LS2-180 IMAGES OF THE TWELVE CAESARS
BO382 MWF 1.25-2.20PM

 
Prof. Leslie Mechem, x5464, Harder 208C
 
    The first century B.C. in Republican Rome witnessed a succession of bitter civil wars which nearly destroyed the most powerful and influential civilization of its day. When Julius Caesar assumed control of the dying Republic he laid the groundwork for a new style of world governance, placing the reins of power into the hands of one man. Caesar's successor, the young Octavian, consolidated this authority and with his defeat of Antony and Cleopatra in 31 B.C., established peace throughout the known world - the pax Romana - and a new magistracy - the principate. For the next 125 years Octavian (now called Augustus) and his successors, the Julio-Claudians and the Flavians, ruled the greatest empire the world had ever seen, embracing all of the Mediterranean and stretching from Scotland in the northwest to Parthia and India in the east. The arts, education, science, philosophy, literature and politics all flourished under these first 12 Roman emperors, as the nascent empire struggled to find its place in the history of world civilizations.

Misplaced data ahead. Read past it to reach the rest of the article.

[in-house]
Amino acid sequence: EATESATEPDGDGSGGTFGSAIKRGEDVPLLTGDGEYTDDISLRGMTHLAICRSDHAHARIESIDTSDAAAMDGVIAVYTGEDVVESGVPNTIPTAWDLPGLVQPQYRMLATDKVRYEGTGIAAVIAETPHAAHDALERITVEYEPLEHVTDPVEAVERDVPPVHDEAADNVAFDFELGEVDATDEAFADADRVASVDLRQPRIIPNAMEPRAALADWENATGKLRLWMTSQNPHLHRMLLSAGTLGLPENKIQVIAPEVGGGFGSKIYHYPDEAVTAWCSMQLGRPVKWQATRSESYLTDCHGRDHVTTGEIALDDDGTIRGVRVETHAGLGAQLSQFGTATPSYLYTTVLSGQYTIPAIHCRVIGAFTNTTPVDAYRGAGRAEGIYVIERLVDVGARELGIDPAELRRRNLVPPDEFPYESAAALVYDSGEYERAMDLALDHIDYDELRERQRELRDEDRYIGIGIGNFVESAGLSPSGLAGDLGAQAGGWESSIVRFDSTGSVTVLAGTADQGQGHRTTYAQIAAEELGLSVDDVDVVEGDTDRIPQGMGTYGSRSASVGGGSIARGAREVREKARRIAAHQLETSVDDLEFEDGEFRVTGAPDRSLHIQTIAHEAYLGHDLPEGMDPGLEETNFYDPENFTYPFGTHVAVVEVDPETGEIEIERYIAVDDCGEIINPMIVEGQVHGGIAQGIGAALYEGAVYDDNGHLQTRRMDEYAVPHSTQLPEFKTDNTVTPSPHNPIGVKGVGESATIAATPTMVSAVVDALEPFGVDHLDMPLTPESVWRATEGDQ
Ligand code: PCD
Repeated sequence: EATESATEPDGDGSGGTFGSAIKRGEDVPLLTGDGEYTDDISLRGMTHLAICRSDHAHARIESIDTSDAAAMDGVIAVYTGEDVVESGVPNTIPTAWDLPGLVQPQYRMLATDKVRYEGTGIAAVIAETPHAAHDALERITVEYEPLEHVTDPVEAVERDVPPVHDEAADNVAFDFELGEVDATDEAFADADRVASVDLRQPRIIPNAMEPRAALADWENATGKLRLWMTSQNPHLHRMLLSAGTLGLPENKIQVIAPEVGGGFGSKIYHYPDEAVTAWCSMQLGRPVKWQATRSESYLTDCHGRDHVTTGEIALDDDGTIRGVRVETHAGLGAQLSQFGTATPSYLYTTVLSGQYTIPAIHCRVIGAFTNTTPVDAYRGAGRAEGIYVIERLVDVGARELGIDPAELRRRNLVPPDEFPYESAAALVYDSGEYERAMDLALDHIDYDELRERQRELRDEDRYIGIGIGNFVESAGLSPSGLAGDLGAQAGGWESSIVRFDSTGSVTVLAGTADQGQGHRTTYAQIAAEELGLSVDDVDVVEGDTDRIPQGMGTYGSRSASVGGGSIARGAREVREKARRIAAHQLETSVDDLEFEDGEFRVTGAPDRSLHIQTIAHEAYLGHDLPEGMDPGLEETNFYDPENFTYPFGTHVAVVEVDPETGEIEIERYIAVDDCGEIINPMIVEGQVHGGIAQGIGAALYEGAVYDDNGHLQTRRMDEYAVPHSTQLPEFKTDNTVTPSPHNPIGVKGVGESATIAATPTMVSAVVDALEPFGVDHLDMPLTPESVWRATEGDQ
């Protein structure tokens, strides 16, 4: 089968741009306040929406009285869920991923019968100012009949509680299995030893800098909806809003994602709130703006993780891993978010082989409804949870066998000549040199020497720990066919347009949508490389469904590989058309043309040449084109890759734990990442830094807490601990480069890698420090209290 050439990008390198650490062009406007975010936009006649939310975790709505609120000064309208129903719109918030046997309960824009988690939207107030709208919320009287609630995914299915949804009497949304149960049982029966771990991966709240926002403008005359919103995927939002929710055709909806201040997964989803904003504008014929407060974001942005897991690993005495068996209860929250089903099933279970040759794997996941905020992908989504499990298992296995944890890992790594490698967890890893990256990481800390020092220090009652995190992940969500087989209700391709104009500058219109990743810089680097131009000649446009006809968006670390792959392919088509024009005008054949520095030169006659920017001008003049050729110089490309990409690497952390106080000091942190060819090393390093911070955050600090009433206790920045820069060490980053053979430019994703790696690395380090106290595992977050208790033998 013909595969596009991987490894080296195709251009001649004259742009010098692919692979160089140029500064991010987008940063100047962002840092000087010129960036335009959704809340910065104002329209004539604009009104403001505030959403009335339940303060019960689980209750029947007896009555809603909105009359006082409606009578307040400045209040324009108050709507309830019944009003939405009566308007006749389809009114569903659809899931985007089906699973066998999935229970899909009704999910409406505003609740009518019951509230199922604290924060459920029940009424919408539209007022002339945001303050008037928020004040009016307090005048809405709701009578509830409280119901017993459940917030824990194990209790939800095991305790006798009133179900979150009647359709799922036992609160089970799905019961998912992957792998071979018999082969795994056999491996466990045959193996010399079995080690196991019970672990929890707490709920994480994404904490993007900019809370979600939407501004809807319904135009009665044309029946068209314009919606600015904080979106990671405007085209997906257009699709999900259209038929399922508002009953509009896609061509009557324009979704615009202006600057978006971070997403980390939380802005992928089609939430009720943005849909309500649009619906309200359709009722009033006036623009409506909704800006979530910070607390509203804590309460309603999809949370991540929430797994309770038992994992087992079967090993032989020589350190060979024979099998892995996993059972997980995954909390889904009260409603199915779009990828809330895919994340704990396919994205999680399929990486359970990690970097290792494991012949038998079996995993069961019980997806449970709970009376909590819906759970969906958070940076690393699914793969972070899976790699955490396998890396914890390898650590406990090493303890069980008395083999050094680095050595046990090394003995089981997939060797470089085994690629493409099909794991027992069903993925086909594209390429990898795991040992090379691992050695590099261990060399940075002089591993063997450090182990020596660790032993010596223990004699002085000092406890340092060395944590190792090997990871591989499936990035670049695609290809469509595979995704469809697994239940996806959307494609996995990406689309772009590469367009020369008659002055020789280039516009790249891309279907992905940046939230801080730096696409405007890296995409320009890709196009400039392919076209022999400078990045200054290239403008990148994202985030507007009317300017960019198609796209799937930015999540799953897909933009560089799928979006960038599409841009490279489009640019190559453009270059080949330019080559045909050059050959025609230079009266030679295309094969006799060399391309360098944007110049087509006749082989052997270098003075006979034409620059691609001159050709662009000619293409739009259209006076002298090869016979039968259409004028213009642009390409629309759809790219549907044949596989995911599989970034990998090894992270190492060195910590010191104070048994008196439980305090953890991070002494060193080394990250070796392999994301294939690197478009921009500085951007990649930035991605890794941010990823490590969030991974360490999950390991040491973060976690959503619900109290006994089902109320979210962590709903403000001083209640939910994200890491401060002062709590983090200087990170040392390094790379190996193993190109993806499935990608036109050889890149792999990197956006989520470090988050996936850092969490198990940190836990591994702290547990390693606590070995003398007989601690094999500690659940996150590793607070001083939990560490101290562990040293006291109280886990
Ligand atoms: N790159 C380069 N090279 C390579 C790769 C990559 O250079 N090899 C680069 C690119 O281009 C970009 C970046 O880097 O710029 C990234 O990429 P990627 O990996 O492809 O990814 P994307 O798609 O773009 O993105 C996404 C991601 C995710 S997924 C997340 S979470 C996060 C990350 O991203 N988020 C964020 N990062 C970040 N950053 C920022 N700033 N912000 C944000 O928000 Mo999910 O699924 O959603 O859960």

Students will acquire a greater understanding of the lives of 12 Caesars and of the most prominent members of their families, in particular how they viewed themselves and how their contemporaries perceived them. Since each ruler from Julius Caesar until Domitian, and on occasion their wives and children, were deified, the students in this course will consider the origins and development of the imperial cult and the promotion of a state religion championed and led by the emperor. This will generate considerations as well of the role of women, particularly members of the imperial family, in Roman life. Critical examinations by imperial historians and biographers, together with careful analyses of artistic interpretations, will help to shed light on the vast changes which occurred in the Roman empire from 59 B.C. until 96 A.D.
 
 

REQUIRED TEXTS
COURSE REQUIREMENTS
WEBSITES

 

READING SCHEDULE
JAN. FEB. MAR. APR.-MAY
 
DISCUSSION GROUP